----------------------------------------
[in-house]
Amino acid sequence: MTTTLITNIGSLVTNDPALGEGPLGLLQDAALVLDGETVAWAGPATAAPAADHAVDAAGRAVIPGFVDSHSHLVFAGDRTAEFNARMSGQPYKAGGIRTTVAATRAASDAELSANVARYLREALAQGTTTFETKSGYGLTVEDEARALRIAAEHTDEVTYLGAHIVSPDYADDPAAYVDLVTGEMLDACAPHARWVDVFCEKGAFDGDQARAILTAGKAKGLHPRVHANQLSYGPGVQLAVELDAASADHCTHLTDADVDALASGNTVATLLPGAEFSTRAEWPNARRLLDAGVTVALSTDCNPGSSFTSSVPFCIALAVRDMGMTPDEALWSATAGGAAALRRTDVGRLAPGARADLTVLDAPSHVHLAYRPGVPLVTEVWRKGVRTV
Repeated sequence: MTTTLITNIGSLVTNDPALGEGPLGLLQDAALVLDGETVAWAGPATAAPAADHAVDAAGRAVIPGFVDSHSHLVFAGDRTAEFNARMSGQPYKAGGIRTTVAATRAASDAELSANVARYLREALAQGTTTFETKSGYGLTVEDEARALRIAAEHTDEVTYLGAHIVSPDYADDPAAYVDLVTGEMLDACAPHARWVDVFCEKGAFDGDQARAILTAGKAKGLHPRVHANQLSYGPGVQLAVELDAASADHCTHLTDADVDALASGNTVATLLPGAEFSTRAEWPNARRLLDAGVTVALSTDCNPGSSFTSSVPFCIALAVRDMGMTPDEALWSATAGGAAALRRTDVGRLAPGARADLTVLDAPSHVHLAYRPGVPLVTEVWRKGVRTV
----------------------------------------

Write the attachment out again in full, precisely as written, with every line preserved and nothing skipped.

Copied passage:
[in-house]
Amino acid sequence: MTTTLITNIGSLVTNDPALGEGPLGLLQDAALVLDGETVAWAGPATAAPAADHAVDAAGRAVIPGFVDSHSHLVFAGDRTAEFNARMSGQPYKAGGIRTTVAATRAASDAELSANVARYLREALAQGTTTFETKSGYGLTVEDEARALRIAAEHTDEVTYLGAHIVSPDYADDPAAYVDLVTGEMLDACAPHARWVDVFCEKGAFDGDQARAILTAGKAKGLHPRVHANQLSYGPGVQLAVELDAASADHCTHLTDADVDALASGNTVATLLPGAEFSTRAEWPNARRLLDAGVTVALSTDCNPGSSFTSSVPFCIALAVRDMGMTPDEALWSATAGGAAALRRTDVGRLAPGARADLTVLDAPSHVHLAYRPGVPLVTEVWRKGVRTV
Repeated sequence: MTTTLITNIGSLVTNDPALGEGPLGLLQDAALVLDGETVAWAGPATAAPAADHAVDAAGRAVIPGFVDSHSHLVFAGDRTAEFNARMSGQPYKAGGIRTTVAATRAASDAELSANVARYLREALAQGTTTFETKSGYGLTVEDEARALRIAAEHTDEVTYLGAHIVSPDYADDPAAYVDLVTGEMLDACAPHARWVDVFCEKGAFDGDQARAILTAGKAKGLHPRVHANQLSYGPGVQLAVELDAASADHCTHLTDADVDALASGNTVATLLPGAEFSTRAEWPNARRLLDAGVTVALSTDCNPGSSFTSSVPFCIALAVRDMGMTPDEALWSATAGGAAALRRTDVGRLAPGARADLTVLDAPSHVHLAYRPGVPLVTEVWRKGVRTV